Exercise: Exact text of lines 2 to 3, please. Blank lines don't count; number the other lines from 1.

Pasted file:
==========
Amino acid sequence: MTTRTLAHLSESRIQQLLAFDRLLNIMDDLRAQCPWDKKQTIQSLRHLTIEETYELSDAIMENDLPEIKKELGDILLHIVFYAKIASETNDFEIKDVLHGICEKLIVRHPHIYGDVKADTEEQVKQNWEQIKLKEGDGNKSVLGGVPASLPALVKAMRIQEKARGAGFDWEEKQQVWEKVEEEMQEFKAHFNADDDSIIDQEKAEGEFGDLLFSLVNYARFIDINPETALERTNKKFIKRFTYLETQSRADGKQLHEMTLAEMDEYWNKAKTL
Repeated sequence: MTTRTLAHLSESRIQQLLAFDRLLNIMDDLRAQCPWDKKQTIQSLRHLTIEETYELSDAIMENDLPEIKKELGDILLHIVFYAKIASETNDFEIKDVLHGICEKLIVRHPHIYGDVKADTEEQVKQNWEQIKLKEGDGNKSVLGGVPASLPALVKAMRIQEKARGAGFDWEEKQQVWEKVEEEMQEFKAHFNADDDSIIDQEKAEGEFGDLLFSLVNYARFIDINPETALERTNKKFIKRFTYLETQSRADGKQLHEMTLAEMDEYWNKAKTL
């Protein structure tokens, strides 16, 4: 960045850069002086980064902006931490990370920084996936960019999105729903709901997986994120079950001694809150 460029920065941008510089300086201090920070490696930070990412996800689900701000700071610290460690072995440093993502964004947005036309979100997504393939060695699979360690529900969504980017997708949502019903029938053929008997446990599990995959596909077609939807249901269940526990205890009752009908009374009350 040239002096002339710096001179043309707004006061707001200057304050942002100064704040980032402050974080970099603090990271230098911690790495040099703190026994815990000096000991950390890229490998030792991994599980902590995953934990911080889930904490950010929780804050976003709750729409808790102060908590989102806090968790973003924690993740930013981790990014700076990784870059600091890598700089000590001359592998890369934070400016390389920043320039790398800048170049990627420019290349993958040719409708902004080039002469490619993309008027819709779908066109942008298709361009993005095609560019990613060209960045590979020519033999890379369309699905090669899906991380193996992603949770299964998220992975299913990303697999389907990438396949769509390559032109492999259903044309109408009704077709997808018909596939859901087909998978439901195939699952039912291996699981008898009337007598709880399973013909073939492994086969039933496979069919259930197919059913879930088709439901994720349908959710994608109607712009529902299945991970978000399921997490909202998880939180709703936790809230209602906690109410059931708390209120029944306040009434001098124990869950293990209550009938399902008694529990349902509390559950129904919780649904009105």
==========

Repeated sequence: MTTRTLAHLSESRIQQLLAFDRLLNIMDDLRAQCPWDKKQTIQSLRHLTIEETYELSDAIMENDLPEIKKELGDILLHIVFYAKIASETNDFEIKDVLHGICEKLIVRHPHIYGDVKADTEEQVKQNWEQIKLKEGDGNKSVLGGVPASLPALVKAMRIQEKARGAGFDWEEKQQVWEKVEEEMQEFKAHFNADDDSIIDQEKAEGEFGDLLFSLVNYARFIDINPETALERTNKKFIKRFTYLETQSRADGKQLHEMTLAEMDEYWNKAKTL
């Protein structure tokens, strides 16, 4: 960045850069002086980064902006931490990370920084996936960019999105729903709901997986994120079950001694809150 460029920065941008510089300086201090920070490696930070990412996800689900701000700071610290460690072995440093993502964004947005036309979100997504393939060695699979360690529900969504980017997708949502019903029938053929008997446990599990995959596909077609939807249901269940526990205890009752009908009374009350 040239002096002339710096001179043309707004006061707001200057304050942002100064704040980032402050974080970099603090990271230098911690790495040099703190026994815990000096000991950390890229490998030792991994599980902590995953934990911080889930904490950010929780804050976003709750729409808790102060908590989102806090968790973003924690993740930013981790990014700076990784870059600091890598700089000590001359592998890369934070400016390389920043320039790398800048170049990627420019290349993958040719409708902004080039002469490619993309008027819709779908066109942008298709361009993005095609560019990613060209960045590979020519033999890379369309699905090669899906991380193996992603949770299964998220992975299913990303697999389907990438396949769509390559032109492999259903044309109408009704077709997808018909596939859901087909998978439901195939699952039912291996699981008898009337007598709880399973013909073939492994086969039933496979069919259930197919059913879930088709439901994720349908959710994608109607712009529902299945991970978000399921997490909202998880939180709703936790809230209602906690109410059931708390209120029944306040009434001098124990869950293990209550009938399902008694529990349902509390559950129904919780649904009105």